Following on from my article on Overcoming Sugar Addiction I thought this excellent article and research findings from Trudy Scott (CN) would be of interest. As well as anxiety I have found that a diet high in processed Carbs and high glycemic foods that lead to low blood sugar episodes also cause inflammation in other tissues and can be a contributing factor to many conditions.
One of the most helpful additions to your diet when transitioning to a healthier way of eating is a breakfast that includes protein, fat and fiber. I like to make it easy for people that are not used to eating a healthy breakfast by preparing a highly nutritious smoothie the night before and popping it in the fridge. Here is one of my favourite recipes – I like it thick so that I eat it with a spoon and it does thicken slightly overnight so adjust milk accordingly. You can also vary it by adding cinnamon when you don’t have berries or use frozen fruit.
Choco-loco Breakfast Smoothie
Into a blender pop
100-150 ml non-dairy milk like coconut or almond milk
a handful of berries, peeled and chopped pear or small slightly unripe banana
1 scoop of whey free vanilla Protein Powder (or natural plus some vanilla essence)
2 tsp. Almond Butter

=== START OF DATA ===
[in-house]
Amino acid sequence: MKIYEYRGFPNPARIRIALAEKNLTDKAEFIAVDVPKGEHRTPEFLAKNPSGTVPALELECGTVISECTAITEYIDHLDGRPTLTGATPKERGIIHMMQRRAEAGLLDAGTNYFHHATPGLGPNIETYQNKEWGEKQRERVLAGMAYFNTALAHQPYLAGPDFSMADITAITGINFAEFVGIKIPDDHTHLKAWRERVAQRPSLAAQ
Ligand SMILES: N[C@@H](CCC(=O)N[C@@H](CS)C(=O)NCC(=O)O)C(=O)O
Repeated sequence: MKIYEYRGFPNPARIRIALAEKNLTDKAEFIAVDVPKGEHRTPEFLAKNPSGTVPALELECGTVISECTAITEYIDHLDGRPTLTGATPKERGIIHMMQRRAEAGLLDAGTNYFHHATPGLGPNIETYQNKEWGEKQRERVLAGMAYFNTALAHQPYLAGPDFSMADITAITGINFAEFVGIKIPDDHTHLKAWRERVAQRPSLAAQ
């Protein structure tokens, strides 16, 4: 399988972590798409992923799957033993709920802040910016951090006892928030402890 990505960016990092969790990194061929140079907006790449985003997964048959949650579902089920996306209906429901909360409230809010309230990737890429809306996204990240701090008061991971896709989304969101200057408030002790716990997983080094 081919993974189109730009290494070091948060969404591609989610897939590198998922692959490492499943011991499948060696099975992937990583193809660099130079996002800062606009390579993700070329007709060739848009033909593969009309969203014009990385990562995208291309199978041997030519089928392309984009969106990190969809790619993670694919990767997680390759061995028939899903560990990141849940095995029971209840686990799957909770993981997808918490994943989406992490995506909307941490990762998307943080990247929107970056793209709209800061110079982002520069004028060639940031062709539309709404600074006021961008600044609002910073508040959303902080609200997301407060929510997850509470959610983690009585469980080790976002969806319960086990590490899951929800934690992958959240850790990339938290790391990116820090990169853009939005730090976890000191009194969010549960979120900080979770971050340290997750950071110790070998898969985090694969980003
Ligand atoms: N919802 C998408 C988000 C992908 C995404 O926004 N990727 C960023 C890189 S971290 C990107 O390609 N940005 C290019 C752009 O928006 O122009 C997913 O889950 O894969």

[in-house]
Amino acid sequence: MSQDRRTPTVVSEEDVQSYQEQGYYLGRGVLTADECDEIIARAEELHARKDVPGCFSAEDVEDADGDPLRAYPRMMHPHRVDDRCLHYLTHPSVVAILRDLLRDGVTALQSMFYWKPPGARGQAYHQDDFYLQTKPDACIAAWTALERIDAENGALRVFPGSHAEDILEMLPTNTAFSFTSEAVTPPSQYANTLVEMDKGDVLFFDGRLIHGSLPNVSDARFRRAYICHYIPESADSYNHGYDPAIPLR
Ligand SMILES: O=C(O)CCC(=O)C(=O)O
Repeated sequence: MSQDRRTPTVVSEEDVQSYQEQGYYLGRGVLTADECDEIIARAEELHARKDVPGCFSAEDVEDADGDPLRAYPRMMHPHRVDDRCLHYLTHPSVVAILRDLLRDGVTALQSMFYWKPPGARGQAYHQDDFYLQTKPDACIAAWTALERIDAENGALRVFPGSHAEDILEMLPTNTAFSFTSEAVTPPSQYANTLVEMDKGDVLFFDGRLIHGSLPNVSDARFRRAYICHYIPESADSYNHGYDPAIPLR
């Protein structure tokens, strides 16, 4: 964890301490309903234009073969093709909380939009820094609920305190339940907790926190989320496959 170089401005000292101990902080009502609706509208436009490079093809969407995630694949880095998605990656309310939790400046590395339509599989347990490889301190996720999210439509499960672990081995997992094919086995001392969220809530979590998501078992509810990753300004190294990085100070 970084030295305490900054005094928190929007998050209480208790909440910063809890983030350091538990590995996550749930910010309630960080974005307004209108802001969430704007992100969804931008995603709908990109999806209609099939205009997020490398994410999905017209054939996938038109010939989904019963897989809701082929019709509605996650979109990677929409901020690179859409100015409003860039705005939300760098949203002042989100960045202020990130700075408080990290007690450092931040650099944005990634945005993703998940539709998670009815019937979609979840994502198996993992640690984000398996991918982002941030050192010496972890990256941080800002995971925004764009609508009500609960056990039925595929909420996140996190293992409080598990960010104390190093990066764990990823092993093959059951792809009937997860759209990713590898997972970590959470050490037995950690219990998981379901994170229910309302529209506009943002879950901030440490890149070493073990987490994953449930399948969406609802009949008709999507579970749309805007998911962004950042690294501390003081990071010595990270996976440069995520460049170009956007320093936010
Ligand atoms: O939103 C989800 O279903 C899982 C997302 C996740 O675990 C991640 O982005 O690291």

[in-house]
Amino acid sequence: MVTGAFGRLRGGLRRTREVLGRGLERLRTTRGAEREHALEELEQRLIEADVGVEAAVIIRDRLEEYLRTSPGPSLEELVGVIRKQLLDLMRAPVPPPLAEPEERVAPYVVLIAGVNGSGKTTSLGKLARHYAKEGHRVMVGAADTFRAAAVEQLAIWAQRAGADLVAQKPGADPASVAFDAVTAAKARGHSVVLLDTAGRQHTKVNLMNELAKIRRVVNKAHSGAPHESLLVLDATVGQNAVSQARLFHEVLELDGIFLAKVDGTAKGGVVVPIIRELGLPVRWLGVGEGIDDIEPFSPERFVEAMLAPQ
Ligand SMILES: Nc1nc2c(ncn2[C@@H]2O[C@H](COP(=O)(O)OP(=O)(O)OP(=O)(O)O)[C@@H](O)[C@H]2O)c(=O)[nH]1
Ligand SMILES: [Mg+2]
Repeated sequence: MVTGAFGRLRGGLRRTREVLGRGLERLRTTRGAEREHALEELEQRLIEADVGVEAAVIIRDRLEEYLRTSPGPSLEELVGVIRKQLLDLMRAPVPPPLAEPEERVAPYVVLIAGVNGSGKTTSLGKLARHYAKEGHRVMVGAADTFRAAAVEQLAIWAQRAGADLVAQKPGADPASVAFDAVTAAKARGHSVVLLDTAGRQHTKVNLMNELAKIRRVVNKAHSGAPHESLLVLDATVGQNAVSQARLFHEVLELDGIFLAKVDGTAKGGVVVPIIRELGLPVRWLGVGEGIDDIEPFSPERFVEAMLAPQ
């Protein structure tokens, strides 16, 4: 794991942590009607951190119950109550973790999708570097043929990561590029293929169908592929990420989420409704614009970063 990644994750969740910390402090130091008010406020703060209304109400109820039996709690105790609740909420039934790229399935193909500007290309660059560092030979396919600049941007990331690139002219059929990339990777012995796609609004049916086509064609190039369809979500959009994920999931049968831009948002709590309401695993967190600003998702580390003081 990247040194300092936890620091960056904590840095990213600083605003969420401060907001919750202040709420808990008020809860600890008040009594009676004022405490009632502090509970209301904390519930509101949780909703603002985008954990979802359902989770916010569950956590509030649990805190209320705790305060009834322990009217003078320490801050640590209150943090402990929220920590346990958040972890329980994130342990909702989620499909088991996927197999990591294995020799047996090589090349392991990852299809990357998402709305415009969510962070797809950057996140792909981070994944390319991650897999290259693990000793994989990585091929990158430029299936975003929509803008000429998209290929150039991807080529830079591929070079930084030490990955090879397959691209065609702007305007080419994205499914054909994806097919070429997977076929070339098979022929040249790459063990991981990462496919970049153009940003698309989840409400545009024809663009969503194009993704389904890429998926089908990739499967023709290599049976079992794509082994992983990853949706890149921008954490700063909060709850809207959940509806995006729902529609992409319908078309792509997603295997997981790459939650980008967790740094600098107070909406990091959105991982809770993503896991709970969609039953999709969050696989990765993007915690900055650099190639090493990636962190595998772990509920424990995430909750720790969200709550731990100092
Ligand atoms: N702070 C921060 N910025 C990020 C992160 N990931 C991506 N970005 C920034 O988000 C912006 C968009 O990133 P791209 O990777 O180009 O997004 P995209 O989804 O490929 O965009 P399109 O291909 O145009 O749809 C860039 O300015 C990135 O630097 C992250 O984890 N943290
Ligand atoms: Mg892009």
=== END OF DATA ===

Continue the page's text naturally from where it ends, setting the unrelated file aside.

1 tsp. Coconut oil or MCT oil
1 Tbsp. Cocoa powder
1 tsp. Maple Syrup or honey
50g gluten free oats
Empty the contents of one Probiotic capsule and blitz until smooth. Cover and pop into the fridge overnight and then in the morning all you have to do is top with a few more berries and nuts for texture – almond flakes, pecans and walnuts all go well with chocolate. Enjoy.
Article from Trudy Scott CN
A paper published by the Canadian College of Naturopathic Medicine last month supports what I see with my clients on a daily basis: when it comes to anxiety caused by low blood sugar (or hypoglycemia) the correct diet can have a huge impact. And this means is the inclusion of enough protein, fats and fiber, especially at breakfast.
Here is the abstract from the paper: Generalized Anxiety Disorder and Hypoglycemia Symptoms Improved with Diet Modification
Observational evidence suggests that a relationship may exist between high glycemic index diets and the development of anxiety and depression symptoms; however, as no interventional studies assessing this relationship in a psychiatric population have been completed, the possibility of a causal link is unclear.
AB is a 15-year-old female who presented with concerns of generalized anxiety disorder and hypoglycemia symptoms. Her diet consisted primarily of refined carbohydrates. The addition of protein, fat, and fiber to her diet resulted in a substantial decrease in anxiety symptoms as well as a decrease in the frequency and severity of hypoglycemia symptoms.
A brief return to her previous diet caused a return of her anxiety symptoms, followed by improvement when she restarted the prescribed diet.
This case strengthens the hypothesis that dietary glycemic index may play a role in the pathogenesis or progression of mental illnesses such as generalized anxiety disorder and subsequently that dietary modification as a therapeutic intervention in the treatment of mental illness warrants further study.
Here are some details about this case report for AB, who was a 15-year-old female student of south-Asian descent: